"Language, Mr. Anderson," the witch reprimanded. "But of course you may open the door."

Helen resisted the urge to roll her eyes. "I'll do it," she volunteered.

Hecate inclined her head. "Thank you, Helen, but Zach expressed an interest first."

"No," Zach hurried to say. "She can do it. I'd rather she humiliated herself than me."

"Thanks so much," Helen said sarcastically.

"Very well," Hecate nodded. "Ms. Zalvenson, please proceed."

Helen stood in front of the door, motionless but for the tilt of her head and the movement of her lips as deciphered the writing on the door. Her eyes narrowed. "'With great power comes great responsibility'; 'I hope our wisdom will grow with our power, and teach us, that the less we use our power the greater it will be'; 'Power is not alluring to pure minds'; 'True power lies within'?" she read. "What is this? It's just a list of quotes… from Spiderman?"

"The first is indeed from Spiderman, the two following are quotes from Thomas Jefferson, a wise man in his own right, and the last one… ? Well," the goddess smiled a little. "I'll let you all figure that one out yourselves."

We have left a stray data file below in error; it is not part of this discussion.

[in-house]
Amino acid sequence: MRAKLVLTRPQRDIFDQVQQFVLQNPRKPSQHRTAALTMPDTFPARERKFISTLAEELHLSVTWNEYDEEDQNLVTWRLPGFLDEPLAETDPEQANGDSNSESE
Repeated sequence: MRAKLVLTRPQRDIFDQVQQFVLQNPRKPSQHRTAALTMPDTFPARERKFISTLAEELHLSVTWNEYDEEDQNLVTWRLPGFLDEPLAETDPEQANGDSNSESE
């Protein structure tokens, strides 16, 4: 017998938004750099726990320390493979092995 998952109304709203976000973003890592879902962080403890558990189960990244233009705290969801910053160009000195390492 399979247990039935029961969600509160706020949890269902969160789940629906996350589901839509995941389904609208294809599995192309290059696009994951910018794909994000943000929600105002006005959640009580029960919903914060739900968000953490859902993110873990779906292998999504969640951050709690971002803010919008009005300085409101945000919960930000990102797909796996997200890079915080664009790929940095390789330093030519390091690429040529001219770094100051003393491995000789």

"So what am I supposed to do?" Helen felt her cheeks flush. The other two had not had this problem. They had been able to open their parts of the door without any problem.

"Look around the edges of the door," Hecate instructed. "What do you see?"

Helen looked at the door more closely. Yes, there it was. "Our names, like, our Greek god names," she answered confidently. "And a crack, running from top to bottom down the middle, like a double door," she added. "There are symbols between each of our names and four of them, mine and Zach's, er… Zeus and Hera, and Dirk's and Demetra's, or, um… Dionysus and Demeter, have a line between them also."

"Good," their teacher nodded her approval. "Now, lightly touch the band of names and shift it until all of the cracks line up—counterclockwise. I hope your paying attention to this, Peter," she reprimanded severely without turning around.

Victor and Aaron elbowed the chastised god teasingly while Alex sniggered. The laughter abruptly stopped when the Hecate said, "You too, Alex. And the two of you as well, Victor and Aaron. This is important."

Helen carefully shifted the names counterclockwise. To her surprise, the names moved as smoothly as a well oiled bike chain. She looked back at Hecate for further instruction.

"Touch your name," the goddess prompted.